What started off as a strong start for the Georgetown Hoyas, slowly became a race against time.
The Hoyas dashed in front of the No. 1-ranked Duke Blue Devils to begin the 2K Empire Class championship game. The Blue Devils eventually settled in and took the lead in the second half. Duke remained in reach, but Georgetown’s attempts to close the gap fell short, as the clock wound down. The Blue Devils staved off the upset-minded Hoyas, winning 81-73 on Friday night.
”We struggled coming up here to New York, but I thought that we played with energy, effort, and purpose,” Georgetown head coach Patrick Ewing said. “For the most part, we shared the ball. Tonight was a tough go--Duke, they’re a great team, very well coached. Coach K is one of the best in the business. It’s hard to win when you turn it over 24 times, when you give them 19 offensive rebounds.”
Turnovers fueled the hot second half start by Duke, who broke a 33-33 halftime stalemate and snatched the lead.
Whenever Georgetown looked like it would finally get the shot it needed to jumpstart itself in the second half, the Blue Devils closed off any momentum-building opportunities with a quick response of their own, whether it be a three-pointer or a couple of free throws.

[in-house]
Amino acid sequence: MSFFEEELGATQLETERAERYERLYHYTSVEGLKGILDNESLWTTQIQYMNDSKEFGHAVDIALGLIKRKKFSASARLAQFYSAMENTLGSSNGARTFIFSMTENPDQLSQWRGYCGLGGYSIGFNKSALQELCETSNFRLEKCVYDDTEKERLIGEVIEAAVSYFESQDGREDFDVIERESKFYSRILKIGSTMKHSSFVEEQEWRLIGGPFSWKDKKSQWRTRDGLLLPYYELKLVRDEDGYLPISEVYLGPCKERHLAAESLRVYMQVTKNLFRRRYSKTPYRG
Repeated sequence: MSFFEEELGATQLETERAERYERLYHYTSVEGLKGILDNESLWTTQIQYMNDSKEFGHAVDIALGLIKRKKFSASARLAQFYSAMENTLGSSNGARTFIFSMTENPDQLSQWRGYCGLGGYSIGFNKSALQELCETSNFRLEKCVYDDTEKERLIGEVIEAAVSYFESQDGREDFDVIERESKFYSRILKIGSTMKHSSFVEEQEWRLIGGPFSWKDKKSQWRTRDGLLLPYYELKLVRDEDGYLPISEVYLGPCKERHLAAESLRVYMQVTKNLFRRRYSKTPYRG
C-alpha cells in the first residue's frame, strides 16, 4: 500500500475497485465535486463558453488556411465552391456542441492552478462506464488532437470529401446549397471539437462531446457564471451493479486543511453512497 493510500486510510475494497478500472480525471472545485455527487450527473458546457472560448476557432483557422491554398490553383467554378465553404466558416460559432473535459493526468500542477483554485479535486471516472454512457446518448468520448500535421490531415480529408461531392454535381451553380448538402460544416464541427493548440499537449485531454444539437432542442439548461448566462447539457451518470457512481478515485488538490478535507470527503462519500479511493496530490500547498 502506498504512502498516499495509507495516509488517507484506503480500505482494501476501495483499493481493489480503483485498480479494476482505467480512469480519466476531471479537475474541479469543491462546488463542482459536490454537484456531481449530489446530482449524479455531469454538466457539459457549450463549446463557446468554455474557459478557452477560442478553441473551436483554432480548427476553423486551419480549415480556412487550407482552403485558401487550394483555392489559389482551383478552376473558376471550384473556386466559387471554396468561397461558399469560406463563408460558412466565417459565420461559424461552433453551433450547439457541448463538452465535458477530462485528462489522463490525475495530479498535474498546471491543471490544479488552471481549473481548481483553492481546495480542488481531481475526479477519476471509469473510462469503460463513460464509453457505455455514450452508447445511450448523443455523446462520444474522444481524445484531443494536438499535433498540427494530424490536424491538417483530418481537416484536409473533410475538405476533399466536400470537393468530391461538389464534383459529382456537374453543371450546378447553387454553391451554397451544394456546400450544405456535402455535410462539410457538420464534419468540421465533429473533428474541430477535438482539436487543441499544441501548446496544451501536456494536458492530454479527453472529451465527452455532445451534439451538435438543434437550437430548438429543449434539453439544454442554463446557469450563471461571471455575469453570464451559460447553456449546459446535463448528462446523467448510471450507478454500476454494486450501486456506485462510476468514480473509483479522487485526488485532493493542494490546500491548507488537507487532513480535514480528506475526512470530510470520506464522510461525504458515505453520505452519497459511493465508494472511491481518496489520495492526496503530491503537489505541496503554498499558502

”Knowing we had to come out strong in the second half, I saw they came out a little lazy and tried to get a spark we needed,” Duke’s Tre Jones said.
Jones had a hand in each of the Blue Devils’ first three buckets after the break, getting his team going and the Blue Devil fans excited.
Duke had a combined 32 points off of second-chance opportunities and Georgetown turnovers. The Blue Devils pushed their lead to as high as 14, after Cassius Stanley made a three-pointer with 4:59 remaining in the game.
Georgetown managed to trim the deficit down to as low as four, but by then it was too late.
All-tournament selections James Akinjo and Omer Yurtseven led the Hoyas. Yurtseven had a game-high 21 points on 9-of-13 shooting. Akinjo finished with 19 points and six assists.
For Duke, Stanley led the Blue Devils with 21 points and eight boards. Vernon Carey Jr. was named the Most Valuable Player and impressed with a 20-point, 10-rebound double-double. Wendell Moore added 17 points towards the winning effort. Jones chipped in 13 points and seven assists.
Georgetown drops to 4-2 overall and will resume action next Saturday, at home, against UNC Greensboro.
Three takeaways from the Duke-Georgetown game:
Positives in the Negatives
There was plenty of frustration from the Hoya sideline, bench, and fans throughout Madison Square Garden, particularly surrounding the officiating.
Ewing got a technical foul at one point, and was held back by a couple of assistants.
”I was just disappointed in the way that it was going,” Ewing said of what led to the technical foul. “They took 29 free throws. I know we took 18, but I think it just got caught up at the end. I was disappointed in that, and I thought that a couple of calls didn’t go our way that should have went our way.”